A Brexit that works for Britain?

The reason why there is so much confusion and chaos about what Britain should aim for in the Brexit negotiations is simple. Neither of the two possible types of Brexit is an easy option.

The stark choice is:

  • Either we leave the single market and the customs union, the dire economic consequences of which are becoming clearer by the day.
  • Or we stay inside the single market and customs union, but then we must follow their rules, on which we no longer have a say. We become a rule taker, not a rule maker.

This is an unpalatable choice. Postponing it for two extra years, by seeking to stay in the customs union and single market for a transitional period after Brexit, simply makes the consequences of that choice less immediate.

Brexiteers hope thereby to achieve Brexit before the public becomes sufficiently aware of those consequences.

They know that more and more people are likely to say that neither alternative works for Britain and to conclude that the only way to both avoid economic damage and keep our say on the rules is to remain a member of the EU.

Brexiteers speak loudly about respecting the ‘will of the people’ but do not want the people to have a chance to change their mind or to express their views on the final outcome of the Brexit negotiations.

And the government is doubling down on its determination to ignore people’s rising concerns as the facts become clear and as the deceptive promises of the Leave campaign are abandoned. It has responded to a petition with over 100,000 signatures by saying that it will only offer parliament ‘the choice to either accept the final agreement or leave the EU with no agreement.’

In other words, either accept its deal, no matter how bad it is, or face a chaotic cliff edge exit.

In no way is that a “meaningful vote”, as promised to MPs. Unless there is an option to call a halt to Brexit once the actual deal can be evaluated, if need be by calling a referendum on it, then MPs and our much vaunted parliamentary sovereignty will have been sidelined.  As will the people.

As Keynes said, ‘when the facts change (or become clearer), I change my mind.’

And as David Davis said, ‘a democracy that cannot change its mind ceases to be a democracy.’

Time to admit that those dictums apply here.

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8 Comments

  1. No way forward except with a 2nd Referendum with guidelines to ensure it is fact based rather than fiction or purely based on ideology. This should not only about in/out but about a new/pragmatic vision for Britain in or out + an inclusive process to get us there because this is about the future of the country and it is NOT acceptable that voices are excluded from this process. I’ve written about this some time ago in this post; https://goo.gl/NhGC61

  2. Thank you Richard. The major outcome of the referendum for me has been that politicians have continued to lie throughout the whole process to convince the general public that leaving the EU would benefit them. There appears to be no recourse, but rather it is accepted as part of the political structure of this country. The status of politicians appear to be at their lowest as each day more lies and deceit are uncovered. We can challenge them but we are impotent to change the system that allows this to continue. I despair for the country, the poor and the vulnerable on whom this tragedy will have the biggest impact.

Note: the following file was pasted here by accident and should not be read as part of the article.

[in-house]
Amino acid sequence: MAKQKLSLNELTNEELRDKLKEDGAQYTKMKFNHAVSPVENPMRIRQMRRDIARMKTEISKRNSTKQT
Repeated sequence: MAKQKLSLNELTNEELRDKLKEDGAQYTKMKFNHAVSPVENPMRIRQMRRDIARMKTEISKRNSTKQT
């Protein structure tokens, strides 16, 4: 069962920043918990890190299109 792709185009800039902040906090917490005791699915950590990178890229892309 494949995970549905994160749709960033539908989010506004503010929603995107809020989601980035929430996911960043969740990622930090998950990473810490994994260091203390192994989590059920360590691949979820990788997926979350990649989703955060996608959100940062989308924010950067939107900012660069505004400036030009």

3. Your analysis of the situation seems absolutely correct to me. There is a right wing coup going on where the rabid right are using Brexit to grab dictatorial power in order to create a low regulation, low tax society (not unsimilar to the Koch brothers agenda in the US) which favours the super rich against the mass of people who will suffer with low wages and poor public services. Unfortunately the Labour parties support for Article 50 has helped them enormously in this endeavour. As a pro European Labour supporter, it’s time the party stopped being spineless and started to defend the interests of the many not the few.

  4. A regular reader of your blog, I think I know your opinion, which is very clear. But I am not sure I understand what the stance of the Labour Party is…
    Could you possibly explain us, one of these days?
    Thanks.

  5. The main difference between a right-wing and a left-wing Brexit is ostensibly that the latter will see the residue of a gutted economy directed for the common good; the Tory version is more Dickensian. Either way we shall escape all the economic, social and cultural benefits of EU membership. No champagne, thanks.

    Citing the ‘will of the people’ is not a self vaccination against political responsibility. Jeremy Corbyn’s meteoric rise is supported by a huge young fan base that regards Brexit as a spasm of the nearly dead, an insult to their cultural openness and a blot on their future. The best interest of the UK is to remain in the EU; the young who are our future desperately want that to happen. Can’t Labour join the dots?

  6. Hi Richard – hope you are well. There are only 3 choices – stay in the EU and that needs political courage to push through at this time but time is on our side as are demographics – remain in the EEA which I had hoped would become official Labour Party Policy – or just walk out of the lot and abandon all negotiations which is what the nutters, Nazis and UKIP want. Anything else in between is phoney. Currently the Markets (devaluation, productivity, GDP etc) are assuming option 3.

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